Mount Kenya
Standard Eight

Jury out on proper sex education time

You and your family must decide when to discuss such matters.

You and your family must decide when to discuss such matters. FILE PHOTO | NMG

Qn. “What is the ideal stage of training children to begin understanding their sexuality? I get a lot of conflicting advice out there”Yours is a very difficult question to answer, if only because sexuality is such a broad and sensitive subject. A slightly different way of approaching your question is to try to understand the stages a child goes through in his development and to seek to understand what the different stages mean to the minor in his development. It must be obvious for example that at the age of three, a child will understand things that a one year old will not.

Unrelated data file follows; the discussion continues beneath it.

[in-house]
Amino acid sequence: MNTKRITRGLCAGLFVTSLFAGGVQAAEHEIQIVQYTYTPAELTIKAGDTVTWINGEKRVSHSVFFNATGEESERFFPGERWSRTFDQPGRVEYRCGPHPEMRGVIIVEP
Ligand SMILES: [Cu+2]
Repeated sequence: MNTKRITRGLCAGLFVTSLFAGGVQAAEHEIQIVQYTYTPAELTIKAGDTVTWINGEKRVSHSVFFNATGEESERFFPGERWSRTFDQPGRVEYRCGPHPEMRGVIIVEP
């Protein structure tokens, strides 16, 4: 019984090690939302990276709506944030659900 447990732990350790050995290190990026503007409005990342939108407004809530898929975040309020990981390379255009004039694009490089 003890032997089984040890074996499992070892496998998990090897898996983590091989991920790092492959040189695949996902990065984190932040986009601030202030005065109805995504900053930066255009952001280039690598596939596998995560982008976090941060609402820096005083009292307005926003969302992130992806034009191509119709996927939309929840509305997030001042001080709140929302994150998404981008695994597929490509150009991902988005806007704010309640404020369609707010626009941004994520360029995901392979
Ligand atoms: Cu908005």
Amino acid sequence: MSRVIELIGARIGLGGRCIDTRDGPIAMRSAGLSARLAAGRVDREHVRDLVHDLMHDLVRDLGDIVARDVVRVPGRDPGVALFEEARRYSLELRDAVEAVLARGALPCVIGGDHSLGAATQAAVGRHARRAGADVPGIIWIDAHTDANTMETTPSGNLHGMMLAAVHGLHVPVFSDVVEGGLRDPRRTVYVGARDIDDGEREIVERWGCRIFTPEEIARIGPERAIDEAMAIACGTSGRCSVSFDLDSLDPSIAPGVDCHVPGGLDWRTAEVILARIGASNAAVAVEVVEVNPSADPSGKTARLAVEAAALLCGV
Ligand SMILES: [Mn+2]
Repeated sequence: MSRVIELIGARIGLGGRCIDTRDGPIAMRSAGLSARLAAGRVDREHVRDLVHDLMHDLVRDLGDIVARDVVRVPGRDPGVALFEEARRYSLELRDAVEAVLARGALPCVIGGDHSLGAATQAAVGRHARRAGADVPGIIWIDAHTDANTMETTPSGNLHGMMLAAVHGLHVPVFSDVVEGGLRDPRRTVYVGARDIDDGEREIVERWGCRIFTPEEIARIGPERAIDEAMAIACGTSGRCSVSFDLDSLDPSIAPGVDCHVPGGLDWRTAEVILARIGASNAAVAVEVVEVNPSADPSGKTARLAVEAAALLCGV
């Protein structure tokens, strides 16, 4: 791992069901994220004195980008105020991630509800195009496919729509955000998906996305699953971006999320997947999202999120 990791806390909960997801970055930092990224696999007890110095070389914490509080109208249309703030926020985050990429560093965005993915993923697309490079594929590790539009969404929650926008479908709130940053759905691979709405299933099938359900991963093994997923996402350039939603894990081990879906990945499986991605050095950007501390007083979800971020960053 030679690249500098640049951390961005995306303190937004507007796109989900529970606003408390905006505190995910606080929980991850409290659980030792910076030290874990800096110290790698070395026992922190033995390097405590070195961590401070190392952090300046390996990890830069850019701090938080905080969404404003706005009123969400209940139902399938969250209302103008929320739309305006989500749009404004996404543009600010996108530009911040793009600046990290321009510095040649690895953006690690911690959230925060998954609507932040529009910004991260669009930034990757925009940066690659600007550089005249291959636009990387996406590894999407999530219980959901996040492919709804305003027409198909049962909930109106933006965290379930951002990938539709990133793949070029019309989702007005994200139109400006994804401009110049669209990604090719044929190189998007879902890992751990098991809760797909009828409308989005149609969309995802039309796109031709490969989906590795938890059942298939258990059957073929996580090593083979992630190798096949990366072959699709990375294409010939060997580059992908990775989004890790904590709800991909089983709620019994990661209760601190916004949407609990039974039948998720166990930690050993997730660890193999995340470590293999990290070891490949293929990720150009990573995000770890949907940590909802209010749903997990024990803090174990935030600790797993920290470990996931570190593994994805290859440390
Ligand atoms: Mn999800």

As time moves on, an eight- year- old will already be at school and will have mastered the basics of reading, writing and mathematics in ways that a younger child will not be able to. Sexual development occurs at the same time as the child “grows up” and acquires different skills.In his 1938 book ‘‘Facing Mount Kenya’’, Jomo Kenyatta goes to great detail to explain how children of his tribesmen were exposed to education in general, and in other chapters explains how the growing child was exposed to different aspects of learning.Mothers were the first teachers for the children. From toilet training, they were also responsible for language development. This was in the earlier stages done through lullabies and in time songs, soon to be followed (as the child grew) by stories of all types.As the child grew older, the circle from which the child was exposed grew, including the father, siblings, grandparents and other relatives. As the years of adolescence approached, the education became more complex and in a sense more age appropriate. In traditional society, parents, uncles and aunts played their special and specific roles.As the all-important ceremony of initiation approached, the education became more urgent and intense, in a manner that today resembles the Standard Eight exams; Kenya Certificate of Primary Education (KCPE). In many ways, the two challenges (circumcision and KCPE) are very similar, in terms of the age and intensity of “examination”. In the ideal world, both should prepare the child (or person) for entry into the next phase of life, adolescence and high school which in some ways are the same thing.Within your question, I sense some urgency to “tell the children about sex” before a certain age, is reached.By Standard Eight, all children will have known whether they are a boy or a girl (for most, this happens at the age of two to three). Is knowing whether one is a boy or a girl “sexual knowledge?” In a similar vein, virtually all children in Standard Six or Seven will know that it takes a boy and a girl to have a baby. Is this sexual knowledge? If it is, then who taught the child that a male dog and a female dog must somehow come together for puppies to be born?In Jomo Kenyatta’s book, we read how detailed the education system was. There is for example, a description of the act of “gweku” which is an event that takes place between later adolescent boys and girls. According to the author, the boys are allowed (encouraged) to enjoy the warmth of the breasts of the girls, and are allowed to do all the touching the parties would like, but are not allowed penetrative sex. This, the author tells us, “strengthens the participants in some psychological way”. Sex, the young people are taught, is for married people and came later in life.These lessons in sex are, in all cases, age appropriate. What you tell a 10- year- old about the dogs and where puppies come from is clearly different from what you tell, (or more accurately) confirm to his 14- year- old brother who is about to be circumcised!This rather long winded story is aimed at telling you that education in life is continuous and there is no one date or day that you sit your child or children down to tell them about sex. Long before you sit them down, many will have heard from friends, teachers, media, books, and might be upset that you are treating them “like children”.You and your family must decide what your children eat, where to go to school and must also decide when, and in what language to teach them sexuality and everything else you decide to teach them.

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